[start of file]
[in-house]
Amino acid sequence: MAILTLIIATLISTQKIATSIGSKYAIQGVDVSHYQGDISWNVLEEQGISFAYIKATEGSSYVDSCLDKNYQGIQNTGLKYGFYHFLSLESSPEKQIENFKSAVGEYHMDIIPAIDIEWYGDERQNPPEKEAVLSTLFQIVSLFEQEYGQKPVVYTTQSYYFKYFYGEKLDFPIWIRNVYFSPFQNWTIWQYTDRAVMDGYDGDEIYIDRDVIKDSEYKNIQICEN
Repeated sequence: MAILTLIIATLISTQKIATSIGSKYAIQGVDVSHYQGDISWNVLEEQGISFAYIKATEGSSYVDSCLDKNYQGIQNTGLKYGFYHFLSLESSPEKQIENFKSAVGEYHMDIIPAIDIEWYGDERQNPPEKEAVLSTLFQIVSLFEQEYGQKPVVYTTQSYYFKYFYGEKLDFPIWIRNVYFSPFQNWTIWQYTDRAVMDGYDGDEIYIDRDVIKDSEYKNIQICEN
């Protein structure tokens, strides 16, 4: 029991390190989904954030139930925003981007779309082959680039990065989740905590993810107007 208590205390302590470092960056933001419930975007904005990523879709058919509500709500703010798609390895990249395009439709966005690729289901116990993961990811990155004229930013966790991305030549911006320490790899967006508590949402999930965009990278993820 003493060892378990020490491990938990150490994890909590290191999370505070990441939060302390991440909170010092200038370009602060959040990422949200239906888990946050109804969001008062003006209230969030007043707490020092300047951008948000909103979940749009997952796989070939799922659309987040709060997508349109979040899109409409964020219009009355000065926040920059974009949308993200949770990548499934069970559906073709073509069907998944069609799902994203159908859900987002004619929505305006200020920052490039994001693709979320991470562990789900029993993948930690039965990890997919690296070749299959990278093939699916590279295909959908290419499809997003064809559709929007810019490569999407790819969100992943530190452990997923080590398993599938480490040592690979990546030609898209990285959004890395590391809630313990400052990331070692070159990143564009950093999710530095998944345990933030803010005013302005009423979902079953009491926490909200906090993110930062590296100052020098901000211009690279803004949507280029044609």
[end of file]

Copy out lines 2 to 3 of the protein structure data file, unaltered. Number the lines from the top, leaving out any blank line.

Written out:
Amino acid sequence: MAILTLIIATLISTQKIATSIGSKYAIQGVDVSHYQGDISWNVLEEQGISFAYIKATEGSSYVDSCLDKNYQGIQNTGLKYGFYHFLSLESSPEKQIENFKSAVGEYHMDIIPAIDIEWYGDERQNPPEKEAVLSTLFQIVSLFEQEYGQKPVVYTTQSYYFKYFYGEKLDFPIWIRNVYFSPFQNWTIWQYTDRAVMDGYDGDEIYIDRDVIKDSEYKNIQICEN
Repeated sequence: MAILTLIIATLISTQKIATSIGSKYAIQGVDVSHYQGDISWNVLEEQGISFAYIKATEGSSYVDSCLDKNYQGIQNTGLKYGFYHFLSLESSPEKQIENFKSAVGEYHMDIIPAIDIEWYGDERQNPPEKEAVLSTLFQIVSLFEQEYGQKPVVYTTQSYYFKYFYGEKLDFPIWIRNVYFSPFQNWTIWQYTDRAVMDGYDGDEIYIDRDVIKDSEYKNIQICEN